This post is part of the series Road Trip to Maine. This is the first of a four-part look at Casco Bay High School.
I am so glad I had a chance to visit Casco Bay High School. I learned so much, and there is so much more to be learned from the incredible set of educators. I know the visit will continue to influence my thinking and understanding of proficiency-based learning along the way. Thanks to all the staff and students for sharing their stories and insights.
Two Big Takeaways
1. Putting it All Together: One of the things you can’t help asking yourself while visiting this school is, “How do they do all of this?”
I think the answer can be found in a few things. First, they are very clear about what they want for students and the strategies that will work best to get them there. Everything feels intentional and driven by clear principles. Second, there is a strong culture of learning. As one staff person said, “We are always under construction. We are always trying new things.” Third, there are strong rituals. Those rituals reinforce the culture, reinforce values, and often contain a number of activities wrapped together. Fourth, principal Derek Pierce uses a distributed leadership model. He is very comfortable engaging others in decision-making. A teacher remarked that few decisions are made by Pierce without substantial input. In fact, when they started the transition to proficiency-based learning, all the teachers were part of the leadership team. Now that they are operational, the leadership team is smaller, with one representative from each of the teams and one at-large representative. However, they still use protocols to make decisions that ensure input and participation. Finally, they all share in the joy of learning.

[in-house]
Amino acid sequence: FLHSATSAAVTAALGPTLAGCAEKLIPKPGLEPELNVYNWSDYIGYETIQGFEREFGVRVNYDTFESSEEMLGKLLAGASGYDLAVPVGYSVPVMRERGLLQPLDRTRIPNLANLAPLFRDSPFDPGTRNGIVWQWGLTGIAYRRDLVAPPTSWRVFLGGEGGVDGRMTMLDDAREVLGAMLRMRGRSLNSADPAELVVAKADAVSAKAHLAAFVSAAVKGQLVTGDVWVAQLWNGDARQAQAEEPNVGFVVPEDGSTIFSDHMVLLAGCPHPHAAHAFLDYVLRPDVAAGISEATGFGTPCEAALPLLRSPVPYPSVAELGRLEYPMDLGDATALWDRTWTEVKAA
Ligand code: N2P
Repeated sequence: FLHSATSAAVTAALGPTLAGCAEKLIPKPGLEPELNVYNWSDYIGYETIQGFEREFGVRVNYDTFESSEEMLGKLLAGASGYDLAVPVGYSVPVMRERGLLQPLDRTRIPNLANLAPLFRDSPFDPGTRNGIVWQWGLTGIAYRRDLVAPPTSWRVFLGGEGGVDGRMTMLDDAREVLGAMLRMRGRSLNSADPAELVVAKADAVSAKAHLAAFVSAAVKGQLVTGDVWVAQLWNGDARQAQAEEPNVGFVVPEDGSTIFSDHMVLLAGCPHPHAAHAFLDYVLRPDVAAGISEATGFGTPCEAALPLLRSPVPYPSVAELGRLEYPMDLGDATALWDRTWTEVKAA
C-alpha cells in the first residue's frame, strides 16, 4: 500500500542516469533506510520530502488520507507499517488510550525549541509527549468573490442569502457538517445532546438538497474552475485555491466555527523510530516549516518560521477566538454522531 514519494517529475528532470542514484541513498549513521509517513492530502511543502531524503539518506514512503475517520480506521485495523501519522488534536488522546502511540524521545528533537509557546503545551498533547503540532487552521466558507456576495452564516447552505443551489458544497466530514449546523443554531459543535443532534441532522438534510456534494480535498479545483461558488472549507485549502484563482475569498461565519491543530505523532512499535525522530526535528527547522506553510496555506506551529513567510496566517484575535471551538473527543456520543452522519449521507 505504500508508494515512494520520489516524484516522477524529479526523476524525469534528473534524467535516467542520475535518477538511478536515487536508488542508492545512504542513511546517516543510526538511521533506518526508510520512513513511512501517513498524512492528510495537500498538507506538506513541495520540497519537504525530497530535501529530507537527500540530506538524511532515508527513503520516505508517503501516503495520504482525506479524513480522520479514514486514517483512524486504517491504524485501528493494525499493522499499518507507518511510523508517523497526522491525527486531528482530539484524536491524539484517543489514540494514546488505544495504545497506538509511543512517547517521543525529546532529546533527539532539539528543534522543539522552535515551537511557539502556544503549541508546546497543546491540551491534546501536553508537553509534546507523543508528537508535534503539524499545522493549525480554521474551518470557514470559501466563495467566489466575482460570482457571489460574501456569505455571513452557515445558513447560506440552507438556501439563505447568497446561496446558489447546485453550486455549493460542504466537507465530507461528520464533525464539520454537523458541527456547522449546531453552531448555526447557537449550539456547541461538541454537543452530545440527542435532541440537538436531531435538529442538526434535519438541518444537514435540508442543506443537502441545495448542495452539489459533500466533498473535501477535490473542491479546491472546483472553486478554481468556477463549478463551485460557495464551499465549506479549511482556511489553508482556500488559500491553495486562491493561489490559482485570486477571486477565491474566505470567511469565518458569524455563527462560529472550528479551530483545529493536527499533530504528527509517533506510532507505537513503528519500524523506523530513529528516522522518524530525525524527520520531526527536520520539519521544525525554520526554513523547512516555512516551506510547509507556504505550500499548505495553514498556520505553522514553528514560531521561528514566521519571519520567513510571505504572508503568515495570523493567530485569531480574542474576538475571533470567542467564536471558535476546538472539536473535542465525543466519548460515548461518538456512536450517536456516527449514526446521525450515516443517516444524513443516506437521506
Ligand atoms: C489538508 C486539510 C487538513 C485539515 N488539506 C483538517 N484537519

2. The Power of the HOW: Casco has created a balance of a number of principles that have contributed to a sophisticated use of HOW (habits of work). Just think about it – Habits of Work are HOW we learn. First, they are dedicated to making sure students can participate (a good principle for anyone interested in creating an equitable culture). Second, they want to make sure students have ownership over their learning and have the skills to succeed. Third, they want to make sure everyone succeeds.
In ensuring students can participate and get more time for learning, they each have to demonstrate a 3 on the Big 3. The focus is on making sure students are putting in the effort, not whether they have mastered every skill or standard.
This got me to thinking: The GPA is supposed to be a powerful predictor of college success because it indicates that students put in the effort. It’s not much of an indicator of what you know, as schools have offered such a wide variety of content in their courses. Couldn’t we replace the GPA with the HOW? Couldn’t a 3 or more indicate that you have built the necessary skills to be an independent learner? (more…)